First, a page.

Several leading Filipino doctors have thrown their support for the Vape Bill which was recently ratified by Congress, saying the regulation of less harmful alternatives will be a big win for public health in the country.
“The logical conclusion is that vapor products will save the lives of 16 million Filipino smokers or at the very least reduce their health risks. Therefore, regulation and not prohibition is key. This is what the vape bill seeks to do. The Vape Bill is clearly a big win for public health. Those who would like to ban vaping may indirectly be supporting smoking. We don’t want that,” said Dr. Fernando Fernandez, Secretary General of the Asia Pacific Dental Federation and the past president of the Philippine Dental Association.
Dr. Fernandez, an oral and maxillofacial surgery expert, is an anti-smoking advocate for many decades who has seen what smoking does for patients who develop oral cancer. He debunked the misinformation spread by other medical professionals who are against the landmark vape bill and said their personal beliefs do not represent the consensus of all doctors in the country.
He said those who push for a vape ban may unwittingly be supporting smoking. Dr. Fernandez said a number of medical practitioners in the country, in fact, now support robust scientific findings of public health authorities in the United States, United Kingdom and the European Union that vapes are much better alternative to cigarettes.
“It is unfortunate that some in the medical profession are making this a political issue. Let’s all be professional and focus on the scientific discourse. The science has become extremely strong in recent years that e-cigarettes are less harmful than conventional cigarettes,” said Dr. Fernandez.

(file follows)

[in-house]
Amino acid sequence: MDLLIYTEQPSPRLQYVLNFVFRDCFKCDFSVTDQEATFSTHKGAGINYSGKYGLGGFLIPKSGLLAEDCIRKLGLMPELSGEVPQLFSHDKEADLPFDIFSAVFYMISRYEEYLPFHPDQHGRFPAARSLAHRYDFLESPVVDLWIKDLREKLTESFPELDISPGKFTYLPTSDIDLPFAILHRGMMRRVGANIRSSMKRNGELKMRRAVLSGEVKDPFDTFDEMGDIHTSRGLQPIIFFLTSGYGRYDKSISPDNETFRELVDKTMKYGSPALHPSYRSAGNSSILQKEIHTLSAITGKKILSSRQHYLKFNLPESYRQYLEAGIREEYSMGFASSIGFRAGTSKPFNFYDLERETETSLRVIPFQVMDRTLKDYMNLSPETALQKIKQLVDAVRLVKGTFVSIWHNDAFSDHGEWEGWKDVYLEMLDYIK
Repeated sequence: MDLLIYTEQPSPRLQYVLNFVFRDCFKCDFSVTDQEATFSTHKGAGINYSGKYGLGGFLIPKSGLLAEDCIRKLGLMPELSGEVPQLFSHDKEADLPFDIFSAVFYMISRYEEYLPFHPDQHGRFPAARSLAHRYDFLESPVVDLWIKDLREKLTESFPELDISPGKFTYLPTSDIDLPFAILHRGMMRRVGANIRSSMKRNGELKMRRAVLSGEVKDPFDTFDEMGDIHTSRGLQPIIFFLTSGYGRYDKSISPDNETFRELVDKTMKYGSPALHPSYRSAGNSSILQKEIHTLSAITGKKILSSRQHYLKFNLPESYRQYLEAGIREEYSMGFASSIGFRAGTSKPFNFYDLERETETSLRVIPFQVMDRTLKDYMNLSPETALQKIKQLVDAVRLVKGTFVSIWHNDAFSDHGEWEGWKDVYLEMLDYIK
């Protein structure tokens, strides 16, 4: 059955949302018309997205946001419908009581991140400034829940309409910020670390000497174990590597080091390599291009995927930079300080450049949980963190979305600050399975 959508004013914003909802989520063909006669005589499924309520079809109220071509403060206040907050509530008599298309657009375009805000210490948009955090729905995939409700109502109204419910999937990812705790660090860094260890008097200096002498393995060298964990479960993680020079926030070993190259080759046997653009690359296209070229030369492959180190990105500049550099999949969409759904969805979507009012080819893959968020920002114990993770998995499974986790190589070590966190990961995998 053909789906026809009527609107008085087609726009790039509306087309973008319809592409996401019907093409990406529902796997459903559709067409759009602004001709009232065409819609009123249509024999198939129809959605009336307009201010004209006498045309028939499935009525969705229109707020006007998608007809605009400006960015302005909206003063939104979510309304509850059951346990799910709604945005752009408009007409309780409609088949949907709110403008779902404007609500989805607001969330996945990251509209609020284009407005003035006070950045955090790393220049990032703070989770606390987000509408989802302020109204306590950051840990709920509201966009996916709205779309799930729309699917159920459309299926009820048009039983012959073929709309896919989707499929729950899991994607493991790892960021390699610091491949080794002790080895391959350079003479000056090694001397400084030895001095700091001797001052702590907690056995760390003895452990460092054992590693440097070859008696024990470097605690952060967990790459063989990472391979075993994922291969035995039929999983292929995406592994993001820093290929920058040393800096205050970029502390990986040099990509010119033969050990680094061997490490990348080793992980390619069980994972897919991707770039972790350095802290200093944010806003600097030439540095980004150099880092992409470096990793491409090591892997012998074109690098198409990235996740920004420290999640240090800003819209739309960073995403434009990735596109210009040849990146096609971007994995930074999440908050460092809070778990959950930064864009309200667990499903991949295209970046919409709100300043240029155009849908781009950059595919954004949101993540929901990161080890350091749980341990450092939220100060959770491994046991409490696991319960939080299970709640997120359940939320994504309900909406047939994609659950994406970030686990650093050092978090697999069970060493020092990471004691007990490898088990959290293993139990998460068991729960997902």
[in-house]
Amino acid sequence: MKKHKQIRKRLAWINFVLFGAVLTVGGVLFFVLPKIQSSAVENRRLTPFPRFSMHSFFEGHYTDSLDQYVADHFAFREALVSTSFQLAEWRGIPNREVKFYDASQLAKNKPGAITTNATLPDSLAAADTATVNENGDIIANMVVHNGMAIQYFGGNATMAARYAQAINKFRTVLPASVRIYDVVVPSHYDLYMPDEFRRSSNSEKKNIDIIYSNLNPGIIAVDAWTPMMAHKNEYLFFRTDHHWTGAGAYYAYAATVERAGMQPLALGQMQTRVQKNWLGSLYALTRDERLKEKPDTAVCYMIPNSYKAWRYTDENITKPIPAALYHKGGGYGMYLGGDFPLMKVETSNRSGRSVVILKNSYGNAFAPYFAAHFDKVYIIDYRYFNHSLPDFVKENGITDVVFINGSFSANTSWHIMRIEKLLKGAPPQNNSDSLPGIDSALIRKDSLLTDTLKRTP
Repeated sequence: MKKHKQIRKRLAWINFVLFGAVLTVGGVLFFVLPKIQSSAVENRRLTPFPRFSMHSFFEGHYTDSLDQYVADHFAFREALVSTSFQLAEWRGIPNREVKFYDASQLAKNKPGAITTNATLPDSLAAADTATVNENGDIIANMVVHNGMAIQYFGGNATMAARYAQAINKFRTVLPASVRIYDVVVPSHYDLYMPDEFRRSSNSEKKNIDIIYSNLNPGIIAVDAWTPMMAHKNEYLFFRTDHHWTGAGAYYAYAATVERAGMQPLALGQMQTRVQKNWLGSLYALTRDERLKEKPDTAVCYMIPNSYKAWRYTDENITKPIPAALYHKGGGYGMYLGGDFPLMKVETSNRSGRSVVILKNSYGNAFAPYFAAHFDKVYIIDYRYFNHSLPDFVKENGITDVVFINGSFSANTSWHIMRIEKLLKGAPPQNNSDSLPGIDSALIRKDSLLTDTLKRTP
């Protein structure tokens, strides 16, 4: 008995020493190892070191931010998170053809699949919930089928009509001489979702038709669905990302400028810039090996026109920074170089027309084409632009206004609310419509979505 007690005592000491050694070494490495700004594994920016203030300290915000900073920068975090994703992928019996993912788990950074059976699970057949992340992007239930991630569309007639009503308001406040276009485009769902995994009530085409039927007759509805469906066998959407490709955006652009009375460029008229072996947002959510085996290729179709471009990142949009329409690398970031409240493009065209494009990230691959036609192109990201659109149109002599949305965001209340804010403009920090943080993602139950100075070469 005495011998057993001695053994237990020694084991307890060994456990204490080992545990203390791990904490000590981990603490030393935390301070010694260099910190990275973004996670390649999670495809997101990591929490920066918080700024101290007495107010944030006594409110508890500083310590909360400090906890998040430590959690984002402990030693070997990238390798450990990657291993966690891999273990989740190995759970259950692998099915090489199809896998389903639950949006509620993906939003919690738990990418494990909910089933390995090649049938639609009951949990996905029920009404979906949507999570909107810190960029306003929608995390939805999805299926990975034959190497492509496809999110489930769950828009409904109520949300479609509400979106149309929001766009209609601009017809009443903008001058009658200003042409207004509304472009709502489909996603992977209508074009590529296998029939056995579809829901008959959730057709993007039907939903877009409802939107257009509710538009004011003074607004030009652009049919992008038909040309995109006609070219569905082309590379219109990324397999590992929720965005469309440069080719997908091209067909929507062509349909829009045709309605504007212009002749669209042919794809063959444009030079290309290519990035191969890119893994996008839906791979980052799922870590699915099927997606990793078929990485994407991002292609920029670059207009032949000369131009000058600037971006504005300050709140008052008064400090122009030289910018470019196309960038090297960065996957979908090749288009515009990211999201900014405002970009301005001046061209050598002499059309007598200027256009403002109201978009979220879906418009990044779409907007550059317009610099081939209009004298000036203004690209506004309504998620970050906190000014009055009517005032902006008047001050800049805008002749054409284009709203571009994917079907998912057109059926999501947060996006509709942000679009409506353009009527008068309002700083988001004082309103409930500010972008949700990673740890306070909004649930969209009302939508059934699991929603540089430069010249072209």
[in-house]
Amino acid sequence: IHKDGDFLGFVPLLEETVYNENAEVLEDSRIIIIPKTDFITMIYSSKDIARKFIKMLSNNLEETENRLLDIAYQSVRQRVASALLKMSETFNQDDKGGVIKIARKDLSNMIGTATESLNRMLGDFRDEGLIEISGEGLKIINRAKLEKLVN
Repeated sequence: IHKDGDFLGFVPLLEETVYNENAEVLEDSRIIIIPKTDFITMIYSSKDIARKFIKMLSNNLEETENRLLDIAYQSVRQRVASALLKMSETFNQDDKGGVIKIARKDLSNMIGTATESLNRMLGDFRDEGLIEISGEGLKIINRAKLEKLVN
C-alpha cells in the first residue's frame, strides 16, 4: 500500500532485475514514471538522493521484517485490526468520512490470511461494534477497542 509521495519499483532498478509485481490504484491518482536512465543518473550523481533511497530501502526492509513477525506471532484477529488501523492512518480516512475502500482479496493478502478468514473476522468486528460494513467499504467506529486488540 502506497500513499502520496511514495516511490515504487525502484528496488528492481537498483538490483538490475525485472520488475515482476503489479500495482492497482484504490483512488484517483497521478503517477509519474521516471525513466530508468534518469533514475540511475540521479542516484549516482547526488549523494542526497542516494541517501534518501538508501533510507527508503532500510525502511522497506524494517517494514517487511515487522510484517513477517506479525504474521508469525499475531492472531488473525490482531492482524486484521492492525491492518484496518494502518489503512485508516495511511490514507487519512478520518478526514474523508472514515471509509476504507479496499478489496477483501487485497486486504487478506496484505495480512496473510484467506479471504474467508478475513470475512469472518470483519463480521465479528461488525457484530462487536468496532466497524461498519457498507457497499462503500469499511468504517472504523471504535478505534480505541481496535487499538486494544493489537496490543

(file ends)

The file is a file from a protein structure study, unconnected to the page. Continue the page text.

Many doctors also recognized the global scientific consensus including those from the the UK’s Public Health England which found vapor products to be less harmful than cigarettes.
Cigarettes are the “real enemy”, according to Dr. Christian Luna, medical director of the Tulay Lingap Ni Padre Pio Surgicenter. He said vapor products are less harmful alternatives that can help end the use of cigarettes in the country.
“All of us in the medical community are united in our fight against smoking and seeing the end of the smoking epidemic for good. Thus, the government should regulate, and not ban, alternatives to cigarettes that are proven to be less harmful whether it is a nicotine patch, nicotine gum, vapor products or heated tobacco products. I think this is what the Vape Bill aims to do and hence, I express support to this measure,” he said Luna.
Dr. Romeo Luna Jr., a top eye doctor and president of the San Juan City Medical Center Staff Association, said current smoking cessation strategies failed to prevent smokers from quitting. Dr. Luna said he lost relatives and friends because he could not make them stop smoking.
“The grim reality today is that there are still 16 million Filipino smokers and many of them will not stop smoking. As a medical practitioner, it is my duty to give them an alternative to make them stop smoking. That’s why I support the passage of the Vape Bill because it is our best hope to stop the smoking epidemic,’’ he said.
Vaping helped thousands of former smokers quit, and one of them is Dr. Telesforo Gana, past president of the Philippine Urological Association and past chairman of the Philippine Board of Urology.